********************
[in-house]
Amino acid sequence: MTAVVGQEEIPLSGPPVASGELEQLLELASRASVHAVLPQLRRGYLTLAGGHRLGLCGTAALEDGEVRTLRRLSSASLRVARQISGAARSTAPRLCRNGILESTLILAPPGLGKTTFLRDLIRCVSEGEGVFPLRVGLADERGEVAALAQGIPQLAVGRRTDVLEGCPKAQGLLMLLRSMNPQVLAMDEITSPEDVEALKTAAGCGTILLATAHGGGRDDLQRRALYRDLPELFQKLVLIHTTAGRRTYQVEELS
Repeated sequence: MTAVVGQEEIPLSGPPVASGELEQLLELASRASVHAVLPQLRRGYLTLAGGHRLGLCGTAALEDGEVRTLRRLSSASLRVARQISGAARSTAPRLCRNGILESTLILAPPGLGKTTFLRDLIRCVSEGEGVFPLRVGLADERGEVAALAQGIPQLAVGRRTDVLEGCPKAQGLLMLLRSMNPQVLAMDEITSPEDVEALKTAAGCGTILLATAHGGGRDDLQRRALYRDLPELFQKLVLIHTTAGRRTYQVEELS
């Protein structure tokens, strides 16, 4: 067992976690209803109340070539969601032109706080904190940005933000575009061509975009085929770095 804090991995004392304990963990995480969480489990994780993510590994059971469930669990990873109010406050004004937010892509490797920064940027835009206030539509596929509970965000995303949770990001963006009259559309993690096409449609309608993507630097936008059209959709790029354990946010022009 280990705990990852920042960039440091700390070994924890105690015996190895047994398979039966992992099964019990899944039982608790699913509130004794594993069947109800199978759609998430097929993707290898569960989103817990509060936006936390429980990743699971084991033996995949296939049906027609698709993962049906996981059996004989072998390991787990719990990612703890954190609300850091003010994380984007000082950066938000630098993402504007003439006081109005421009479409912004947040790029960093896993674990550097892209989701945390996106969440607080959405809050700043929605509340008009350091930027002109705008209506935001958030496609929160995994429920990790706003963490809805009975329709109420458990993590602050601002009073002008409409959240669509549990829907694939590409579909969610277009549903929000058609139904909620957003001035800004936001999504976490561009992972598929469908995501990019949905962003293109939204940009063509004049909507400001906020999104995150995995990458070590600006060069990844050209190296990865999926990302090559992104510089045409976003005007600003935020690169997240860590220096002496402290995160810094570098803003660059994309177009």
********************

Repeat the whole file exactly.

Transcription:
[in-house]
Amino acid sequence: MTAVVGQEEIPLSGPPVASGELEQLLELASRASVHAVLPQLRRGYLTLAGGHRLGLCGTAALEDGEVRTLRRLSSASLRVARQISGAARSTAPRLCRNGILESTLILAPPGLGKTTFLRDLIRCVSEGEGVFPLRVGLADERGEVAALAQGIPQLAVGRRTDVLEGCPKAQGLLMLLRSMNPQVLAMDEITSPEDVEALKTAAGCGTILLATAHGGGRDDLQRRALYRDLPELFQKLVLIHTTAGRRTYQVEELS
Repeated sequence: MTAVVGQEEIPLSGPPVASGELEQLLELASRASVHAVLPQLRRGYLTLAGGHRLGLCGTAALEDGEVRTLRRLSSASLRVARQISGAARSTAPRLCRNGILESTLILAPPGLGKTTFLRDLIRCVSEGEGVFPLRVGLADERGEVAALAQGIPQLAVGRRTDVLEGCPKAQGLLMLLRSMNPQVLAMDEITSPEDVEALKTAAGCGTILLATAHGGGRDDLQRRALYRDLPELFQKLVLIHTTAGRRTYQVEELS
């Protein structure tokens, strides 16, 4: 067992976690209803109340070539969601032109706080904190940005933000575009061509975009085929770095 804090991995004392304990963990995480969480489990994780993510590994059971469930669990990873109010406050004004937010892509490797920064940027835009206030539509596929509970965000995303949770990001963006009259559309993690096409449609309608993507630097936008059209959709790029354990946010022009 280990705990990852920042960039440091700390070994924890105690015996190895047994398979039966992992099964019990899944039982608790699913509130004794594993069947109800199978759609998430097929993707290898569960989103817990509060936006936390429980990743699971084991033996995949296939049906027609698709993962049906996981059996004989072998390991787990719990990612703890954190609300850091003010994380984007000082950066938000630098993402504007003439006081109005421009479409912004947040790029960093896993674990550097892209989701945390996106969440607080959405809050700043929605509340008009350091930027002109705008209506935001958030496609929160995994429920990790706003963490809805009975329709109420458990993590602050601002009073002008409409959240669509549990829907694939590409579909969610277009549903929000058609139904909620957003001035800004936001999504976490561009992972598929469908995501990019949905962003293109939204940009063509004049909507400001906020999104995150995995990458070590600006060069990844050209190296990865999926990302090559992104510089045409976003005007600003935020690169997240860590220096002496402290995160810094570098803003660059994309177009």